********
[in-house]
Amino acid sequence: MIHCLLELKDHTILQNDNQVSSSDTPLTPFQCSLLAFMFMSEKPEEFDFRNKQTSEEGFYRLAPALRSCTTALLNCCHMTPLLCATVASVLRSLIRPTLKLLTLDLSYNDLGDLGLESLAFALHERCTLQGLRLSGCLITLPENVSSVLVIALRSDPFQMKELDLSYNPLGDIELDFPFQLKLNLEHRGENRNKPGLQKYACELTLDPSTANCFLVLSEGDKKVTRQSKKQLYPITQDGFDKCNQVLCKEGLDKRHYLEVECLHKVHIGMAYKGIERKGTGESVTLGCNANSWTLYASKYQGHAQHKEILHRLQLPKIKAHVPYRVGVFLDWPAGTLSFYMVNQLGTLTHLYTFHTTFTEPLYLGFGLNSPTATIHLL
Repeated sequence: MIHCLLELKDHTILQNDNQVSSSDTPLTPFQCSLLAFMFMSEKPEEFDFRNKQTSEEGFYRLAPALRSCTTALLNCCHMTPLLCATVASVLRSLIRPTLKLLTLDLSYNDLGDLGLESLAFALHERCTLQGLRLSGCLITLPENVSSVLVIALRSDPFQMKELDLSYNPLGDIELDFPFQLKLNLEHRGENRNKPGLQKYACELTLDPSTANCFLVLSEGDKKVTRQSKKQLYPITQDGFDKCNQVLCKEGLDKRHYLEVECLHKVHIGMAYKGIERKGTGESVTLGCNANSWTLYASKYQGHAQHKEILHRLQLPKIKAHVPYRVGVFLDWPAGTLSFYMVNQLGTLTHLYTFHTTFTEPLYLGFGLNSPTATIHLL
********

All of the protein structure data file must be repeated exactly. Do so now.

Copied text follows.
[in-house]
Amino acid sequence: MIHCLLELKDHTILQNDNQVSSSDTPLTPFQCSLLAFMFMSEKPEEFDFRNKQTSEEGFYRLAPALRSCTTALLNCCHMTPLLCATVASVLRSLIRPTLKLLTLDLSYNDLGDLGLESLAFALHERCTLQGLRLSGCLITLPENVSSVLVIALRSDPFQMKELDLSYNPLGDIELDFPFQLKLNLEHRGENRNKPGLQKYACELTLDPSTANCFLVLSEGDKKVTRQSKKQLYPITQDGFDKCNQVLCKEGLDKRHYLEVECLHKVHIGMAYKGIERKGTGESVTLGCNANSWTLYASKYQGHAQHKEILHRLQLPKIKAHVPYRVGVFLDWPAGTLSFYMVNQLGTLTHLYTFHTTFTEPLYLGFGLNSPTATIHLL
Repeated sequence: MIHCLLELKDHTILQNDNQVSSSDTPLTPFQCSLLAFMFMSEKPEEFDFRNKQTSEEGFYRLAPALRSCTTALLNCCHMTPLLCATVASVLRSLIRPTLKLLTLDLSYNDLGDLGLESLAFALHERCTLQGLRLSGCLITLPENVSSVLVIALRSDPFQMKELDLSYNPLGDIELDFPFQLKLNLEHRGENRNKPGLQKYACELTLDPSTANCFLVLSEGDKKVTRQSKKQLYPITQDGFDKCNQVLCKEGLDKRHYLEVECLHKVHIGMAYKGIERKGTGESVTLGCNANSWTLYASKYQGHAQHKEILHRLQLPKIKAHVPYRVGVFLDWPAGTLSFYMVNQLGTLTHLYTFHTTFTEPLYLGFGLNSPTATIHLL